Please let us know the name of the person/s from your archive or archival working group giving the presentation by e-mailing firstname.lastname@example.org by the 3rd of June.
This year’s summer school will focus on collecting. When working with archives, you will come across contradictory claims. At times you’ll hear that it is hopelessly too late for any collecting work – archives of important people and organisations have already been lost. At the same time you’ll also hear that archives are being offered more material than they are able to receive or are able to/consider necessary to preserve and arrange. The choices we make when collecting archival material today have direct impact on what tomorrow’s historians will write, what kind of exhibitions will be displayed in memory institutions, etc.
We would like to hear all archival institutions’ and archival working groups’ opinions and discussions on the following topics:
# According to which principles is material selected? Have these principles changed over time? Why? When?
# Who decides the principles? Who are the decision-makers?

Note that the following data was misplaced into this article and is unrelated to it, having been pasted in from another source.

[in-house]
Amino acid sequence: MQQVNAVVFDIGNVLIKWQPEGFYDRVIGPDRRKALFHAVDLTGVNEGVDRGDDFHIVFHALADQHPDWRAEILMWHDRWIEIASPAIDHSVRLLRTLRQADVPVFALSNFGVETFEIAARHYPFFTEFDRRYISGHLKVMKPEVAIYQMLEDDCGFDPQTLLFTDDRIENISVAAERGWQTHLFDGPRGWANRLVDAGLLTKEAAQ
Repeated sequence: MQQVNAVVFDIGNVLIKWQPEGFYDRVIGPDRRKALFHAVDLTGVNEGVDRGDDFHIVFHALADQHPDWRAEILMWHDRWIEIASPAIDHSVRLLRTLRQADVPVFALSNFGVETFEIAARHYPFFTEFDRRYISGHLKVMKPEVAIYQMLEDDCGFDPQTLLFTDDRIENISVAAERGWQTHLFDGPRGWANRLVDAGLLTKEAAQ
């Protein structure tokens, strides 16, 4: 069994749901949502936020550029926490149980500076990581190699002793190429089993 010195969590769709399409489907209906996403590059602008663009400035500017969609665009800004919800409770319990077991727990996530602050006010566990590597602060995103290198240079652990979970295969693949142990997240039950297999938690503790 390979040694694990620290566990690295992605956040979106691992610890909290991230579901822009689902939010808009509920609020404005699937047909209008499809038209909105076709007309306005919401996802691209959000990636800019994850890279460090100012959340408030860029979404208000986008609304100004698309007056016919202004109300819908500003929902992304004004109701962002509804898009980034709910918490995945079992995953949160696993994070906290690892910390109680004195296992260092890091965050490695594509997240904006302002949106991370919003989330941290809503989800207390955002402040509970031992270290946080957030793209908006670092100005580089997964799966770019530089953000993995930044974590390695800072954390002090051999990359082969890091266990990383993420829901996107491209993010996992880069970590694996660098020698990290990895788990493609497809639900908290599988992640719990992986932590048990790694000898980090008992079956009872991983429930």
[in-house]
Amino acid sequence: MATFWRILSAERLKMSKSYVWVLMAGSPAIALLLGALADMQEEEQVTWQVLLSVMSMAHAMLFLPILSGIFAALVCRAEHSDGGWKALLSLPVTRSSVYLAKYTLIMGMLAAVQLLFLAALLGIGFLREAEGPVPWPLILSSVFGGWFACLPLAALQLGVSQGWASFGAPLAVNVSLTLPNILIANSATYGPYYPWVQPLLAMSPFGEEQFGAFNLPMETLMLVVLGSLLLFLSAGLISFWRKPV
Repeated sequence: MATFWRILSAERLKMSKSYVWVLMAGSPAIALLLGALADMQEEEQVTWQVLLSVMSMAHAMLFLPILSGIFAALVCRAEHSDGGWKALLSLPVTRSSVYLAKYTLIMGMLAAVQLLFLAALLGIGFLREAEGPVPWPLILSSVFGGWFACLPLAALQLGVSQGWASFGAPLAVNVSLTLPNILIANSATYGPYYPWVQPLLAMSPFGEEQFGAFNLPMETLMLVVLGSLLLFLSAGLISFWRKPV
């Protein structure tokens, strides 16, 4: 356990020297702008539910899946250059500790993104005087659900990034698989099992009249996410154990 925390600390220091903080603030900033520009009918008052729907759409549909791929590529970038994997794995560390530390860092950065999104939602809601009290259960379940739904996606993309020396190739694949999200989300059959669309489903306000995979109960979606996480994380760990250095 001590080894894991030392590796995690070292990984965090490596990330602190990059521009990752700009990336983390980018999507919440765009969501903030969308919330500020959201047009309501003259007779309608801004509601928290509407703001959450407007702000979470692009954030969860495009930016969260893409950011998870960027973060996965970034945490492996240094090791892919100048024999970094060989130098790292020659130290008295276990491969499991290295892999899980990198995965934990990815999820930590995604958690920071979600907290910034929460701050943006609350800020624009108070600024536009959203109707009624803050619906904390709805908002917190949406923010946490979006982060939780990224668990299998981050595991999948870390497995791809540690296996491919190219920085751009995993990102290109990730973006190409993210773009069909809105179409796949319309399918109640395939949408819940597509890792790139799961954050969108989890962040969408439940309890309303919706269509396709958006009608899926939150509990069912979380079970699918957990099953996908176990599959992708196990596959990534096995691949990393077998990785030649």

# Is archive material offered, or must you look for it yourself?
# If you search for it yourselves: what are your selection criteria?
# How active are you in asking for material from relatives of the departed?
# How do you find archives belonging to organisations that are no longer active? Where (as in what country or archive) do these archives belong according to you?
# Do you have to make a choice between personal and organisational archives? Do you prefer one over the other? Why?
# How do you reach agreements with the depositor(s) of archive material? What conditions are presented to the local archive/archival group? What do you recommend the depositors in terms of place for preservation, conditions of use, etc? Do you make any recommendations?
# Do you prefer to receive all archival material ‘as is’, or do you prefer that the depositor makes a selection?
# What do you do with archival material (records, books, newspapers, objects, etc.) that has ended up in your archive but doesn’t conform to your collection principles?
We welcome presentations of up to 20 minutes from all archives and/or archival working groups. Discuss between yourselves and write your thoughts down – they will form the base for our joint discussions. Case studies are welcome.